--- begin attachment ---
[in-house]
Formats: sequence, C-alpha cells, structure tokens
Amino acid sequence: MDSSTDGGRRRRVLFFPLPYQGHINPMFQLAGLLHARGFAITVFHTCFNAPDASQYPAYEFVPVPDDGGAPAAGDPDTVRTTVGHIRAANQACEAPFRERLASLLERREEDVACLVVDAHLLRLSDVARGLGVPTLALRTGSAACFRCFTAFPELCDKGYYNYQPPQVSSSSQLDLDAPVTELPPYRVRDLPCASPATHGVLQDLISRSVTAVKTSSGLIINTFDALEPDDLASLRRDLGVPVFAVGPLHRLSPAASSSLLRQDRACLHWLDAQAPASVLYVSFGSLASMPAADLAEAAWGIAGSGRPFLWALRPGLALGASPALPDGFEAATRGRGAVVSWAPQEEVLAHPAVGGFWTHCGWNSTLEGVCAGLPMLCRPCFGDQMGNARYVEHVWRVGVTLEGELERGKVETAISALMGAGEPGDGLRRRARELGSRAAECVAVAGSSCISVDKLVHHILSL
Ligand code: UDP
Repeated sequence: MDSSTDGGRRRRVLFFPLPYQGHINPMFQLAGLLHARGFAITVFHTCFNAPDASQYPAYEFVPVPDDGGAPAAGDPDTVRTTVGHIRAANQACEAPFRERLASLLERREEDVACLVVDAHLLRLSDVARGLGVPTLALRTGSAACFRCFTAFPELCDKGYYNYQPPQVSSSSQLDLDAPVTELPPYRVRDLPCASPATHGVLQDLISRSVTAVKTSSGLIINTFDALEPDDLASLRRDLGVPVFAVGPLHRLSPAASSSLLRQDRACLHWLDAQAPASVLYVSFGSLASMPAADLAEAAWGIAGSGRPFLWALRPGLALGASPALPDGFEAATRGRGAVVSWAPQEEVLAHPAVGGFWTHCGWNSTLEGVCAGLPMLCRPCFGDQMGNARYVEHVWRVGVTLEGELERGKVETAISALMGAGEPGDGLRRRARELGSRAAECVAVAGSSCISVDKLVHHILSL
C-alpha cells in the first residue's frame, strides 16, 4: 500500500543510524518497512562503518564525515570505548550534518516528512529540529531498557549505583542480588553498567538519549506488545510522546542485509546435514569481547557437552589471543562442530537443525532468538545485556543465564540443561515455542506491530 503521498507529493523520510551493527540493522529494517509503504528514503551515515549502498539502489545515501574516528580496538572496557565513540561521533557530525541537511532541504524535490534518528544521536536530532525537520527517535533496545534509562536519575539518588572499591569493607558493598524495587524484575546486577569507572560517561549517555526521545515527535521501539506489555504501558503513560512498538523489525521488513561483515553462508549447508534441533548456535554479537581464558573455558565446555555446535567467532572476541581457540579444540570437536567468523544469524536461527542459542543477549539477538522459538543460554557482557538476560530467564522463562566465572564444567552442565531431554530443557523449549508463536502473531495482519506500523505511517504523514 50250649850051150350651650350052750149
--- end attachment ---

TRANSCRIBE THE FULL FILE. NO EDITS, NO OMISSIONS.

[in-house]
Formats: sequence, C-alpha cells, structure tokens
Amino acid sequence: MDSSTDGGRRRRVLFFPLPYQGHINPMFQLAGLLHARGFAITVFHTCFNAPDASQYPAYEFVPVPDDGGAPAAGDPDTVRTTVGHIRAANQACEAPFRERLASLLERREEDVACLVVDAHLLRLSDVARGLGVPTLALRTGSAACFRCFTAFPELCDKGYYNYQPPQVSSSSQLDLDAPVTELPPYRVRDLPCASPATHGVLQDLISRSVTAVKTSSGLIINTFDALEPDDLASLRRDLGVPVFAVGPLHRLSPAASSSLLRQDRACLHWLDAQAPASVLYVSFGSLASMPAADLAEAAWGIAGSGRPFLWALRPGLALGASPALPDGFEAATRGRGAVVSWAPQEEVLAHPAVGGFWTHCGWNSTLEGVCAGLPMLCRPCFGDQMGNARYVEHVWRVGVTLEGELERGKVETAISALMGAGEPGDGLRRRARELGSRAAECVAVAGSSCISVDKLVHHILSL
Ligand code: UDP
Repeated sequence: MDSSTDGGRRRRVLFFPLPYQGHINPMFQLAGLLHARGFAITVFHTCFNAPDASQYPAYEFVPVPDDGGAPAAGDPDTVRTTVGHIRAANQACEAPFRERLASLLERREEDVACLVVDAHLLRLSDVARGLGVPTLALRTGSAACFRCFTAFPELCDKGYYNYQPPQVSSSSQLDLDAPVTELPPYRVRDLPCASPATHGVLQDLISRSVTAVKTSSGLIINTFDALEPDDLASLRRDLGVPVFAVGPLHRLSPAASSSLLRQDRACLHWLDAQAPASVLYVSFGSLASMPAADLAEAAWGIAGSGRPFLWALRPGLALGASPALPDGFEAATRGRGAVVSWAPQEEVLAHPAVGGFWTHCGWNSTLEGVCAGLPMLCRPCFGDQMGNARYVEHVWRVGVTLEGELERGKVETAISALMGAGEPGDGLRRRARELGSRAAECVAVAGSSCISVDKLVHHILSL
C-alpha cells in the first residue's frame, strides 16, 4: 500500500543510524518497512562503518564525515570505548550534518516528512529540529531498557549505583542480588553498567538519549506488545510522546542485509546435514569481547557437552589471543562442530537443525532468538545485556543465564540443561515455542506491530 503521498507529493523520510551493527540493522529494517509503504528514503551515515549502498539502489545515501574516528580496538572496557565513540561521533557530525541537511532541504524535490534518528544521536536530532525537520527517535533496545534509562536519575539518588572499591569493607558493598524495587524484575546486577569507572560517561549517555526521545515527535521501539506489555504501558503513560512498538523489525521488513561483515553462508549447508534441533548456535554479537581464558573455558565446555555446535567467532572476541581457540579444540570437536567468523544469524536461527542459542543477549539477538522459538543460554557482557538476560530467564522463562566465572564444567552442565531431554530443557523449549508463536502473531495482519506500523505511517504523514 50250649850051150350651650350052750149